Divergent  - Veronica Roth I think my expectations were set too high at the start of this book. All the hype and comparisons to The Hunger Games, which I highly enjoyed, set me up to think that this would be a 4 or 5 star book. I found it gripping and enjoyable at times, but there were quite a few things that bothered me which hampered my enjoyment. I’m just going to bullet point them out:

1) World building.
description

I found myself questioning and suspending belief way more than I should. In the Divergent world, which is clearly set in Chicago, there exist 5 factions. The factions are supposed to be based off people’s personality traits. So there is the Dauntless for the fearless slightly psychotic goths, Amity for the peaceful loving peeps, Candor for the blunt people, Abnegation for the selfless charity workers and Erudite for the smartasses. Does this make sense to you? Because it never really made sense to me that people could be so simplistic they only highly exhibit one of these traits.

Roth takes these factions further by basically making them into cultish gang members exhibiting group think. This is furthered by having each faction take care of a part of society. Each faction has certain colors of dress and behavior. For example, Dauntless are the all black wearing, gothic types complete with piercings and tattoos. They’re in charge of security. The Erudite, of course, are the nerds who carry books and wear glasses even when they don’t need too. They’re intelligent, so they provide research and technology to the rest of the factions. I can go on, but I’ll let you discover the rest of this non-sense for yourself.

As if that is not bad enough the government set up makes no sense to me either. Each faction has a representative, but ultimately it’s the selfless people from Abnegation who make the decision for the greater all. They are the ones who really control the government due to their selfless ways. *head scratch* Say what? Now this just seemed stupid to me and illogical, but then again maybe that is what Roth was trying to go for here because… Now due to this stupid government set up other factions, like the Erudite, are looking for power so of course the flawed government will lead to discourse and war. This seems like the point of the story. My verdict? Roth is taking the lazy way out.

2) Plot holes.
At the end of the book I was still wondering WTF was a Divergent. ‘Nuff said.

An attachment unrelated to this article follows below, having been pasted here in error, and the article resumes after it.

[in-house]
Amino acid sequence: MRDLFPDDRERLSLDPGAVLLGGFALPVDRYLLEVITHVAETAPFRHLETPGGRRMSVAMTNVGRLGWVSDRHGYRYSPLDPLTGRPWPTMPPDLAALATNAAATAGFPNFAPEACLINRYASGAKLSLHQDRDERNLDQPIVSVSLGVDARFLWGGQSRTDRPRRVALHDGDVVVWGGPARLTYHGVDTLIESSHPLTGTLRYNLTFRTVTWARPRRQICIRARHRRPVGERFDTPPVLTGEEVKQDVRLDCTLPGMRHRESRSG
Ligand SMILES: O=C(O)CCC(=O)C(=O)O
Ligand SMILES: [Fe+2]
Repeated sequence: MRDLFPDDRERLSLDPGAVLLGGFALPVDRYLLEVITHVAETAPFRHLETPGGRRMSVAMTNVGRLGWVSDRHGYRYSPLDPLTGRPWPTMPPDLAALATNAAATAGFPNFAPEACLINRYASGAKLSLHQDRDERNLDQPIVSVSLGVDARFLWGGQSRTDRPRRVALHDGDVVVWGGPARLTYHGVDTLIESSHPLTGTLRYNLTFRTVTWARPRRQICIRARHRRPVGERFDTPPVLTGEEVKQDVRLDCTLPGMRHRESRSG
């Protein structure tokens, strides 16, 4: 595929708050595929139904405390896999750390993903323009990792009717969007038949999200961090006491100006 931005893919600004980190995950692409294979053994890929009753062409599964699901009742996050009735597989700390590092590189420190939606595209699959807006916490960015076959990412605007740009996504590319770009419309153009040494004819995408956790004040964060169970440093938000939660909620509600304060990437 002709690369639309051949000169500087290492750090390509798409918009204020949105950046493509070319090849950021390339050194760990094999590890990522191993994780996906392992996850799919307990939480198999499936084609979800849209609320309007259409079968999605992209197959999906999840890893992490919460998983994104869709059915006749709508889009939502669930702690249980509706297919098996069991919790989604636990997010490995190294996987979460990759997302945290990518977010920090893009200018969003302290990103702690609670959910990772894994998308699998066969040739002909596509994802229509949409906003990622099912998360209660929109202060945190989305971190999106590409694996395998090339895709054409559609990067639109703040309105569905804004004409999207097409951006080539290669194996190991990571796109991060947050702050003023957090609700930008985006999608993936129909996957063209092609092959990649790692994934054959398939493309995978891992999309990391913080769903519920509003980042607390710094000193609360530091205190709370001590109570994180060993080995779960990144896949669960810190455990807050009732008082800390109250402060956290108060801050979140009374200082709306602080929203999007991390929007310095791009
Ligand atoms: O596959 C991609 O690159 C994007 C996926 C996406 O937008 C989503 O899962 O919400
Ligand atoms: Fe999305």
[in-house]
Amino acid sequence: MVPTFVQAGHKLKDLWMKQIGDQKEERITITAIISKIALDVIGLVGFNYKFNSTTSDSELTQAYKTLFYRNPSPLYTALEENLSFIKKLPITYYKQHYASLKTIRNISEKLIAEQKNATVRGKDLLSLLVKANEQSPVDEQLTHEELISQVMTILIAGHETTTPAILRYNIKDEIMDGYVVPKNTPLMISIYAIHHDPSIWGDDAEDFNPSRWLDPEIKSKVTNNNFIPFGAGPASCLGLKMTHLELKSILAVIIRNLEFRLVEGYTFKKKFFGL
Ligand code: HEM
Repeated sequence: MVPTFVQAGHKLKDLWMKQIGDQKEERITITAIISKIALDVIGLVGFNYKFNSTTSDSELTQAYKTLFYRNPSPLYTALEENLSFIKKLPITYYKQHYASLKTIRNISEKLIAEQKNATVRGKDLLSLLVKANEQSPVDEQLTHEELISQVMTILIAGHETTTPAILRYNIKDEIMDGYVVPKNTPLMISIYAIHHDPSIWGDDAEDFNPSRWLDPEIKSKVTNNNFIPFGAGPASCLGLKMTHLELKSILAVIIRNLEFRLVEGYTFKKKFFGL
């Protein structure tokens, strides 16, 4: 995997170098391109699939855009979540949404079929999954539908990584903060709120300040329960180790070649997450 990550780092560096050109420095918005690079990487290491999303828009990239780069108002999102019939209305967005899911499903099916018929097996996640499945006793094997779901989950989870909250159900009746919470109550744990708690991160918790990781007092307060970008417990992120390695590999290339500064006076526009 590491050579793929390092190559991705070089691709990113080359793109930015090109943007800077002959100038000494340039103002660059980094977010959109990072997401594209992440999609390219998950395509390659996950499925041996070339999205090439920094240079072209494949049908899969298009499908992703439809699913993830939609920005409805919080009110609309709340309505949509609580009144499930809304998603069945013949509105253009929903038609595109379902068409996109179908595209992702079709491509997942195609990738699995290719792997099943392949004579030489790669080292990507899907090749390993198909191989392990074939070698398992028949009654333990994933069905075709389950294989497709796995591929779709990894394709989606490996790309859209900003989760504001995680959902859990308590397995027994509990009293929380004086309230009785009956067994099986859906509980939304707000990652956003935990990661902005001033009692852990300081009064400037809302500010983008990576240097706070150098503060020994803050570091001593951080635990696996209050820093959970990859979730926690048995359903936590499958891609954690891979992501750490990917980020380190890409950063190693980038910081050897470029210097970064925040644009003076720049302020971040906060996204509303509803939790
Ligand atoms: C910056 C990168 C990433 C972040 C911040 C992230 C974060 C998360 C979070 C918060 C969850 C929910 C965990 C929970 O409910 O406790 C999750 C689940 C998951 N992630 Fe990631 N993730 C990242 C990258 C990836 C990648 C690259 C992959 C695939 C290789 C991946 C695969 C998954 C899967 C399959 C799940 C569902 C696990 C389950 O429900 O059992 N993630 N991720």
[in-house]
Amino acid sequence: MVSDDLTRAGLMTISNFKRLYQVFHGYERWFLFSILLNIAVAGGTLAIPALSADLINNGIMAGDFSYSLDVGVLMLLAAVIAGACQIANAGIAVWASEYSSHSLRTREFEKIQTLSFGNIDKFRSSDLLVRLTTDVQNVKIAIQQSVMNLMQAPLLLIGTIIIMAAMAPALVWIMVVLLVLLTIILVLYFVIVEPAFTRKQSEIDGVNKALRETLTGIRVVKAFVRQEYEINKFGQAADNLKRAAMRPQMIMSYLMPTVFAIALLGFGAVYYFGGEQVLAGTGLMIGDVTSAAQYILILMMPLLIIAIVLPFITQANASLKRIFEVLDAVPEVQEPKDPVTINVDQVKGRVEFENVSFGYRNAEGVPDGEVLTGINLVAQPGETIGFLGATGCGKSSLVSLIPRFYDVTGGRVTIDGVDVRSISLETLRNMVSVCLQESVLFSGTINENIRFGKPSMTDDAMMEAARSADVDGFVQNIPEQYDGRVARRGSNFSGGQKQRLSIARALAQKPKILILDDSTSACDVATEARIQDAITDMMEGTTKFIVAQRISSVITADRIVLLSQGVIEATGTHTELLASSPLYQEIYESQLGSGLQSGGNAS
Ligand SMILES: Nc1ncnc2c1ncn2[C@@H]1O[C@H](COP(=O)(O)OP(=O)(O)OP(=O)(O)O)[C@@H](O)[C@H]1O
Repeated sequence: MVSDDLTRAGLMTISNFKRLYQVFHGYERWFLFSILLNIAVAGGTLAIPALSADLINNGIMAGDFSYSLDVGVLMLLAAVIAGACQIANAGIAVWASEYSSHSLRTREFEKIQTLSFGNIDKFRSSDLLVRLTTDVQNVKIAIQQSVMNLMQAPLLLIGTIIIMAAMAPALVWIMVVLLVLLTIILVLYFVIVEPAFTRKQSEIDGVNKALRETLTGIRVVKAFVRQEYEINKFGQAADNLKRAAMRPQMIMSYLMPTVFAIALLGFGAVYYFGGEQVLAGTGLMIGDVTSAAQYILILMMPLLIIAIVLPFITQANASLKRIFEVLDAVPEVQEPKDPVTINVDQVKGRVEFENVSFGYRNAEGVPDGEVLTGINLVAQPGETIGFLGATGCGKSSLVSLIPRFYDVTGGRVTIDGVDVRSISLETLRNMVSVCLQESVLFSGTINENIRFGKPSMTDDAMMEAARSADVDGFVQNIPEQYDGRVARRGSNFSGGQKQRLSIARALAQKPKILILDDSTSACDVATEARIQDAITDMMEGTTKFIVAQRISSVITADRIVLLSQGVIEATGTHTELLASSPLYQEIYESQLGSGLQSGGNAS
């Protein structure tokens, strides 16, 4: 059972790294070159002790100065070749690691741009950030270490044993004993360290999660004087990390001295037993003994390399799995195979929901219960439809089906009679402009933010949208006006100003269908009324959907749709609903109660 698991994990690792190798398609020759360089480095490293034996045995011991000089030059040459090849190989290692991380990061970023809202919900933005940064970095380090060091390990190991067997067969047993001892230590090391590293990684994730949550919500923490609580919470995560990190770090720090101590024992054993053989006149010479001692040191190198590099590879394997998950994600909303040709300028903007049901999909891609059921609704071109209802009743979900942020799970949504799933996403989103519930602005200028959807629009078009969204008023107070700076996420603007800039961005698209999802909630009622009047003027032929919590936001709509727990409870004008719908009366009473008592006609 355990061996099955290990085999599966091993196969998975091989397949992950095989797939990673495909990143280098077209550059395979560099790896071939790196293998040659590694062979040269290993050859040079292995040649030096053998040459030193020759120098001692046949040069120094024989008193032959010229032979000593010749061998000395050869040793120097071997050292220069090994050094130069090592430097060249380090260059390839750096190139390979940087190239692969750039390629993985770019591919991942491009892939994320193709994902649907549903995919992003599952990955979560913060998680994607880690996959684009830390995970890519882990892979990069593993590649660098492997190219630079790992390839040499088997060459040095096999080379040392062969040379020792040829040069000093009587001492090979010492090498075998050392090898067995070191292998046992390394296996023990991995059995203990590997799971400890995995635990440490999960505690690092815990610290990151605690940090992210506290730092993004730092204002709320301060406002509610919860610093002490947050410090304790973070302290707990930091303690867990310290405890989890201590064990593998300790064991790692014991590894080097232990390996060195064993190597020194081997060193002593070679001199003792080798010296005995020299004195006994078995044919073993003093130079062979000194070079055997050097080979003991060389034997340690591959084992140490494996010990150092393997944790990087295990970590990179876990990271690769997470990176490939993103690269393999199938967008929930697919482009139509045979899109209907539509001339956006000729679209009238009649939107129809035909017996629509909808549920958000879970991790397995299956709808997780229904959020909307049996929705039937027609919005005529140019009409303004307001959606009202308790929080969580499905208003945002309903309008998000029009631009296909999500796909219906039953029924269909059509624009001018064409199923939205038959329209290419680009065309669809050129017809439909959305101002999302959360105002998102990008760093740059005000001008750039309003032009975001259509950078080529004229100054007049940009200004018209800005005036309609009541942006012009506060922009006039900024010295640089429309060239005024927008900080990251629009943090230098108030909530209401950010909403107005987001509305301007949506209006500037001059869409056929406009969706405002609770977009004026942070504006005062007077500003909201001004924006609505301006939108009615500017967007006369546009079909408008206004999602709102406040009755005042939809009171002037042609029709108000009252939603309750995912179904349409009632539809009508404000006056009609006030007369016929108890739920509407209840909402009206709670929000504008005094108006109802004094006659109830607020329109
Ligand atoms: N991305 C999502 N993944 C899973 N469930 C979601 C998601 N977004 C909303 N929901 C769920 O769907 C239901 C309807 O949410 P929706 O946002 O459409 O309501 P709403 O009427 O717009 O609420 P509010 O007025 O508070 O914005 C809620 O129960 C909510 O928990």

3) The little love triangle that could
*sigh* Adding a love triangle to the mix is like a perquisite in all YA these days. I don’t know why because here is a perfectly okay story where it really wasn’t needed. I could understand why the character fell for Tris, but that storyline was a distraction. It added no suspense or tension to the story. The only thing I could say is I’m glad Roth realized it and ended it by book 1.

4) The boring understated heroine
I don’t have much to say about her because really she doesn’t have much to say on herself. She’s short with a boyish frame, yet the hawtess badass likes her. *insert eyeroll* Seriously, I didn’t hate her but I can’t say I related to her completely either except for the short trait. I can’t seem to really make her out. She seems conflicted and clueless. For example, she cares about her family yet seems to resent them at the same time but with no real evidence given. When she did have evidence of stuff she never put it together until it was pointed out. It was frustrating.

5) Writing on repeat…
Overall, the writing wasn’t bad. However, I had a problem with Roth constantly repeating character descriptions. For example, I lost count of the times Christina’s dark skin was referenced. FFS, I get it! She’s a black girl! It’s okay. There are black people in this Divergent world even though it’s written by a white author! Whooohooo! Seriously, did it need to be repeated every time Christina was mentioned? It made me question if Roth did this in case there was a movie, so that fans wouldn’t be confused when black actors and actresses are casted for parts like they were with Rue.

Also, there was a lot of telling but not showing. This is really what led to the breakdown of the story because it led to the illogical world building and plot holes. We were told of the factions and given a lame excuse for why they were put together, but there was no history given. From what I’m told (I read this in a group) this gets resolved in Insurgent. I don’t give a shit. I need answers now, especially when your world is so lame. At the end of the day I ended up with more questions than answers after reading this.

I started out by giving this book a 3 for I liked it, but after writing this review I’m bumping it down to a 2 stars for ok, but really it’s like 1 ½ for me. Overall, I’m not impressed.

description